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This summer, the United States Supreme Court held that a state court may not force a veteran to reimburse a divorced spouse for the forfeiture in the divorce spouse’s share of the veteran’s retirement pay where the forfeiture is caused by the veteran’s waiver of retirement pay to receive service-related disability benefits. This is a relevant ruling for all married or divorced members of the military in all states and thus also relates to Rhode Island family law.

In 1982, Congress passed the Uniformed Services Former Spouses Protection Act (the Act), which allows state courts to handle military retirement pension as marital property, a share of which can be granted to the other spouse in a divorce order. The law overturned McCarty v. McCarty, which held that retirement pay was entitled to the retired service member and couldn’t be made part of a divorce settlement.

In the recent case, the divorce order of Arizona petitioner and respondent gave respondent fifty percent of petitioner’s future Air Force retirement earnings. Respondent began to receive her portion of that fifty percent when petitioner retired the following year. About thirteen years after, the Department of Veterans Affairs found that petitioner was disabled. Service members who qualify for both a pension and partial disability benefits can’t receive both, and must therefore waive part of their pension. To receive disability pay, federal law required petitioner to give up an equal amount of retirement pay.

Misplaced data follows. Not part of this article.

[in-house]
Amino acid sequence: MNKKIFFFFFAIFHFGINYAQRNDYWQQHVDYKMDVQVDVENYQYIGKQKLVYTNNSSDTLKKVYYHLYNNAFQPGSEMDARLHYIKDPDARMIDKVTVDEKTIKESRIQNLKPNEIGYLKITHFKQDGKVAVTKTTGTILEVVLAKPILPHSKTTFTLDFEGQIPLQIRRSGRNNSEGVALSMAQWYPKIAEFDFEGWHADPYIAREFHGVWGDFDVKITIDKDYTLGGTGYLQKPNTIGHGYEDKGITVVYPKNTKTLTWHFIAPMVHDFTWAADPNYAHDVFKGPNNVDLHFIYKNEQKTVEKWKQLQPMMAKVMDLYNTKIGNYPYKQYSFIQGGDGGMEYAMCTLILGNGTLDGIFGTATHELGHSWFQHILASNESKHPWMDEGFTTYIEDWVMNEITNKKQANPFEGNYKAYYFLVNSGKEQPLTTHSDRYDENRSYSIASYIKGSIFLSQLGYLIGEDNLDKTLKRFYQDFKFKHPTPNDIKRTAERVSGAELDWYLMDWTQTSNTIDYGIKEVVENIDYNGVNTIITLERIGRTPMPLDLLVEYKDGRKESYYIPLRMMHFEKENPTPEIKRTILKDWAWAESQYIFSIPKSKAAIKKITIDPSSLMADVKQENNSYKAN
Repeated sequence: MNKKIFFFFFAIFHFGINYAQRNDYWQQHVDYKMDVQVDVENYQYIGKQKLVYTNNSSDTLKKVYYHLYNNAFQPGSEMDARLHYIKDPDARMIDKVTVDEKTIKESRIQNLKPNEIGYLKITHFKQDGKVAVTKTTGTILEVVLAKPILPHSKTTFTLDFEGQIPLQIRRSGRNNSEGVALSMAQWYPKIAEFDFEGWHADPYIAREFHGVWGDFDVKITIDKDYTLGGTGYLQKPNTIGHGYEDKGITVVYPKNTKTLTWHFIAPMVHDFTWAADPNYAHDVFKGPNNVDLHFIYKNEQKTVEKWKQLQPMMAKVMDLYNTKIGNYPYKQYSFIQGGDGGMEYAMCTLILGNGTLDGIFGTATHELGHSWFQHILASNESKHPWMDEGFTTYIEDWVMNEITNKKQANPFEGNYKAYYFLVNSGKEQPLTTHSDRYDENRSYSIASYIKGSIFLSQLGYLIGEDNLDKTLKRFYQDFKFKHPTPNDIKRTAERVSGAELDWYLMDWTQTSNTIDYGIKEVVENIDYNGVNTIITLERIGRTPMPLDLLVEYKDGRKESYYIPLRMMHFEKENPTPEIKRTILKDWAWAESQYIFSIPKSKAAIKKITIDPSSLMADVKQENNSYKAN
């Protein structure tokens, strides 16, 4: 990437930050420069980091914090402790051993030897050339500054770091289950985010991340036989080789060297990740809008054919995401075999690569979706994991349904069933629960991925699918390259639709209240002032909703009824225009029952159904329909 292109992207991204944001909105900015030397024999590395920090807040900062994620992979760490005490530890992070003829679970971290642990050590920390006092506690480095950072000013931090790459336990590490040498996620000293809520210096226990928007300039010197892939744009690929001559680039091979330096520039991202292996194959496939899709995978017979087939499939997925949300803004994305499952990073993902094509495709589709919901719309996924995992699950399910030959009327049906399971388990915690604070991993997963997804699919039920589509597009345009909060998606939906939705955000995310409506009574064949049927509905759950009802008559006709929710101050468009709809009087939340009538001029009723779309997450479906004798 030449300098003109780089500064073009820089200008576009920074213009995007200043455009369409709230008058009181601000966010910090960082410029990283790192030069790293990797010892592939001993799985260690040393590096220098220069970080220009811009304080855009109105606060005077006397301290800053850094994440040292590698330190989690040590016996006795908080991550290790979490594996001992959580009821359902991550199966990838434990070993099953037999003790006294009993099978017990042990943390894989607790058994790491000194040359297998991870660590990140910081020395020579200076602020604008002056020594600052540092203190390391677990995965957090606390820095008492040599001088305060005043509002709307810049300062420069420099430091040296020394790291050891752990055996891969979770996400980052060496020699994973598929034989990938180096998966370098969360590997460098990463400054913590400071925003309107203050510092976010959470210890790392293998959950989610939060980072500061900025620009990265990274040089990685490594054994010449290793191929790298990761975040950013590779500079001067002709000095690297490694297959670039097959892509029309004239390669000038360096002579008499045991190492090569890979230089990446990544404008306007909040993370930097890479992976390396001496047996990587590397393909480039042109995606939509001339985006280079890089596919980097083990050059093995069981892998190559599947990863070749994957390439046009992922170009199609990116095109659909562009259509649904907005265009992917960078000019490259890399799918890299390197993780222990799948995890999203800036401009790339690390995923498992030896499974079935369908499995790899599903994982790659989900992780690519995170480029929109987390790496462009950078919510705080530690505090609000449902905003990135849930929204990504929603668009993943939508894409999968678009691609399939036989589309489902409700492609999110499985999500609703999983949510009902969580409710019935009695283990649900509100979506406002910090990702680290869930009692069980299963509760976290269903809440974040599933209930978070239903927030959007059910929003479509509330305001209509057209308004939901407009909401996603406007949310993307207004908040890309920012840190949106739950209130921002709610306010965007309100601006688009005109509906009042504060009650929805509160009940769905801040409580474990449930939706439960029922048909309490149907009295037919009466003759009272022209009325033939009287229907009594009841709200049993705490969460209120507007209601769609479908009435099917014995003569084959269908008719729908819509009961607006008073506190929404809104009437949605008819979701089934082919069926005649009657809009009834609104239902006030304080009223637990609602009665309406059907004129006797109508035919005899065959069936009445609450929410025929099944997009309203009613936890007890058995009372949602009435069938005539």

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In 1990, the Rhode Island Supreme Court considered for the first time the rights of parents whose legal presumption of paternity is later challenged during a divorce proceeding. The court held that the mother was equitably estopped from using genetic blood testing to disestablish a child’s paternity in connection with a divorce proceeding.

Petitioner and respondent began dating in the fall of 1984. Petitioner gave birth to their first child in 1986. She testified that she told respondent immediately after giving birth that the child was the child of another man. Respondent contradicted this testimony.

The parties married in December 1986. Respondent testified that he married respondent because he thought it was the right thing to do. The parties remained at his parents’ home until respondent moved out in 1987. After leaving respondent, petitioner gave birth to to their second child.